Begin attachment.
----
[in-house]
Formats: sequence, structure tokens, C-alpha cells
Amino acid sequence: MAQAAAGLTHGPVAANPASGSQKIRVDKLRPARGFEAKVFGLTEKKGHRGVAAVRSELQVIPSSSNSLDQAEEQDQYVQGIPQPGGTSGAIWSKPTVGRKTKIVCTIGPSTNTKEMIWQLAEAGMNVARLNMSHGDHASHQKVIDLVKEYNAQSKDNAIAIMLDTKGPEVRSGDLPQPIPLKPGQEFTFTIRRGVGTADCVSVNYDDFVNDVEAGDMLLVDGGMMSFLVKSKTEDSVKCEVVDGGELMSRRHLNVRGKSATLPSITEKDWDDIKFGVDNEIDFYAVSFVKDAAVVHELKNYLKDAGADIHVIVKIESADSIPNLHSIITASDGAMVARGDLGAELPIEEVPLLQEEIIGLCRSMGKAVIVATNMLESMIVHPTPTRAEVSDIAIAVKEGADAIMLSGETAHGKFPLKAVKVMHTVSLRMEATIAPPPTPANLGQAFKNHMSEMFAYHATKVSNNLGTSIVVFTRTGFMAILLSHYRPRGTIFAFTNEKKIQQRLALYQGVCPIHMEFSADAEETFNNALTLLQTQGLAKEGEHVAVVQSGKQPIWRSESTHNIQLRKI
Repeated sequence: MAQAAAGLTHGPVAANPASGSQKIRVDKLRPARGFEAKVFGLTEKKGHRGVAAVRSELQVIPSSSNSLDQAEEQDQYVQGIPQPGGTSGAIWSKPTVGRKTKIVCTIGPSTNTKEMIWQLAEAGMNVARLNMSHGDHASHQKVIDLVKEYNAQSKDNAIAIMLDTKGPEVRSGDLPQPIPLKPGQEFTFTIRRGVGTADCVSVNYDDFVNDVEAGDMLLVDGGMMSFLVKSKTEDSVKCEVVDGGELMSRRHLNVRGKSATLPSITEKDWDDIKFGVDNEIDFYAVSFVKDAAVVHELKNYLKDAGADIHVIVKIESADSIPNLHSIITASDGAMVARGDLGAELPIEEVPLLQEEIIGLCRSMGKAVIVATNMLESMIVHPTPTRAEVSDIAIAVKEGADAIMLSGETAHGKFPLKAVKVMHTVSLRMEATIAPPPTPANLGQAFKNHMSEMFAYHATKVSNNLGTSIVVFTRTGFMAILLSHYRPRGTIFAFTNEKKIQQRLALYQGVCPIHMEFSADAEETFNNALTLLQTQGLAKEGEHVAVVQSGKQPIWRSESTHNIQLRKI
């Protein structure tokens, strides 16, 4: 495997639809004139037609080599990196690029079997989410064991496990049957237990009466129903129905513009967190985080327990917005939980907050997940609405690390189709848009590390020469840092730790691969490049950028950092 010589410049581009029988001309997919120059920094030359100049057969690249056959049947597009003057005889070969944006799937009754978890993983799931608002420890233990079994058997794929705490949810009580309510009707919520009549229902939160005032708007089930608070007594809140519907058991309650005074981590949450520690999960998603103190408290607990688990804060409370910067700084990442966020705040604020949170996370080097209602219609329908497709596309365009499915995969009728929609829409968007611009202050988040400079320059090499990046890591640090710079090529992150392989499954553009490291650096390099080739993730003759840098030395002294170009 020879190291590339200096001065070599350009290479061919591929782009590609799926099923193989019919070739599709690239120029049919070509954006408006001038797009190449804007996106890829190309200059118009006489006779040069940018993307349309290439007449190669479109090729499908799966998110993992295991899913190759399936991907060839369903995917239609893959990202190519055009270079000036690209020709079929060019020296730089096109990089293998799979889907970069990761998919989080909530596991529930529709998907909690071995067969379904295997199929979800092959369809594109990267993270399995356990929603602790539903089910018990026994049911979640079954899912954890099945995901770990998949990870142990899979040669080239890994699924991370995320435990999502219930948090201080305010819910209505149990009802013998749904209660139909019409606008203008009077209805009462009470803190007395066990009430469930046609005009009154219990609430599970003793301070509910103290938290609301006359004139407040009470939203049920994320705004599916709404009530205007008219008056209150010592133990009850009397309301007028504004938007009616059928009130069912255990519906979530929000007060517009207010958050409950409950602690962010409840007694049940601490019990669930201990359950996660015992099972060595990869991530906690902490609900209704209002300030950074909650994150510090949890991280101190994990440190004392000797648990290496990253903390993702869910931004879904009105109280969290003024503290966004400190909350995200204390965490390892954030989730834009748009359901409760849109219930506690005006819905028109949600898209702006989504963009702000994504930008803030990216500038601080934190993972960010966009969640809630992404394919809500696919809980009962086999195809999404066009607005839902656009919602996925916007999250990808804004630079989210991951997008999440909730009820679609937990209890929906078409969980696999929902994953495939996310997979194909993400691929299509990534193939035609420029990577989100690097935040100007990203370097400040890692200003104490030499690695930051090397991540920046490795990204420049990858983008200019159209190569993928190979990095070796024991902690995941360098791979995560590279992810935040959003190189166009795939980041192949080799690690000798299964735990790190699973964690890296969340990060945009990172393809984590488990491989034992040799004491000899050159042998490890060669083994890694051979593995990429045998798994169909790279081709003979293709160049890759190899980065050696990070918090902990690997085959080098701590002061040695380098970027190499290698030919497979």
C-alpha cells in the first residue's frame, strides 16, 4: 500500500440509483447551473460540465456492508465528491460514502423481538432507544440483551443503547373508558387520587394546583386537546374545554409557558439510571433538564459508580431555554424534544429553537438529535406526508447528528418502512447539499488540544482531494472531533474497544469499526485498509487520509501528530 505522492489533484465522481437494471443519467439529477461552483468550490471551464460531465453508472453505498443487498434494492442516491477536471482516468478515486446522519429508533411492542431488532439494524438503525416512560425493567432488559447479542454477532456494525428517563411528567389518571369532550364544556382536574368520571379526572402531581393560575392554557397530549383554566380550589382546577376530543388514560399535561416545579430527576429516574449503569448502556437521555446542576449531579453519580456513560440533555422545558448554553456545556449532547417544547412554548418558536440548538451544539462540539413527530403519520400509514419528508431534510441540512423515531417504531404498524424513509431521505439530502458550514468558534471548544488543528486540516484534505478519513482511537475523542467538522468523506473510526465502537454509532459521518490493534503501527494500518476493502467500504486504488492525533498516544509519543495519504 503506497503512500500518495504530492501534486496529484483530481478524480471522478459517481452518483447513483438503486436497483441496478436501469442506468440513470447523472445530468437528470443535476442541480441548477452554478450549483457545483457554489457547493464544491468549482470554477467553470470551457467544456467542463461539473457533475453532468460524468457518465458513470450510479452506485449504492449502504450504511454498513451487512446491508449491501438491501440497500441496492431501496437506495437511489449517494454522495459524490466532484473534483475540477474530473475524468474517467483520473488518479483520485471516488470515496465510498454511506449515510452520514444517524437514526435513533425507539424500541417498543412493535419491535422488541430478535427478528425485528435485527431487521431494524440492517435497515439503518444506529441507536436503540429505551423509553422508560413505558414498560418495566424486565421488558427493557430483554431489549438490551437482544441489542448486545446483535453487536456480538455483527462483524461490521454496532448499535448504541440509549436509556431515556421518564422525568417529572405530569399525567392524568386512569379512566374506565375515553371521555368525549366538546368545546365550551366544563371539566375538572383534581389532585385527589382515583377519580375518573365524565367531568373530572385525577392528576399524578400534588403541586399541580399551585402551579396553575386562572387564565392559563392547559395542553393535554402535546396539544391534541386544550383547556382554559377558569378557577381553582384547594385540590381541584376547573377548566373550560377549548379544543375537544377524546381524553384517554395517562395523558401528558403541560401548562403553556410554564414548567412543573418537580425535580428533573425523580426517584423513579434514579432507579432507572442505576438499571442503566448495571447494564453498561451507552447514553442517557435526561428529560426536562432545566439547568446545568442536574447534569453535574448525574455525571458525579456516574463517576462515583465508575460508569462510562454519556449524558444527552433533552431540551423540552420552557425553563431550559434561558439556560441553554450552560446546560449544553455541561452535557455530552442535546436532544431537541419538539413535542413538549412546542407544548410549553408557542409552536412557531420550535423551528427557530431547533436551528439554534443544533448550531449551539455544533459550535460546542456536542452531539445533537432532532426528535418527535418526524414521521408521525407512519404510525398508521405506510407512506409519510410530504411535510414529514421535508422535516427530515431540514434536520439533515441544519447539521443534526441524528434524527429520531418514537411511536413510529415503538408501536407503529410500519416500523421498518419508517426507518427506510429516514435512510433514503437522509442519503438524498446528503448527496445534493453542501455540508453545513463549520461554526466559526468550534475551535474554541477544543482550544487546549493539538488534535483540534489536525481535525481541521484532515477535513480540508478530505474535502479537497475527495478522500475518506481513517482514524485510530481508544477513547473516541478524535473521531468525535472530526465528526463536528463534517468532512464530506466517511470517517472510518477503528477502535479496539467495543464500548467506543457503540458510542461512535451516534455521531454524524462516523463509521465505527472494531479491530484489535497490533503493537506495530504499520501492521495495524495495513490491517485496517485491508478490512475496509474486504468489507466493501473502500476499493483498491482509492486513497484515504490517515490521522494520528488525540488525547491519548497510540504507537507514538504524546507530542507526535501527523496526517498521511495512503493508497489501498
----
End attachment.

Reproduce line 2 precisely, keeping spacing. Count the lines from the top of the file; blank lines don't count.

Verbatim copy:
Formats: sequence, structure tokens, C-alpha cells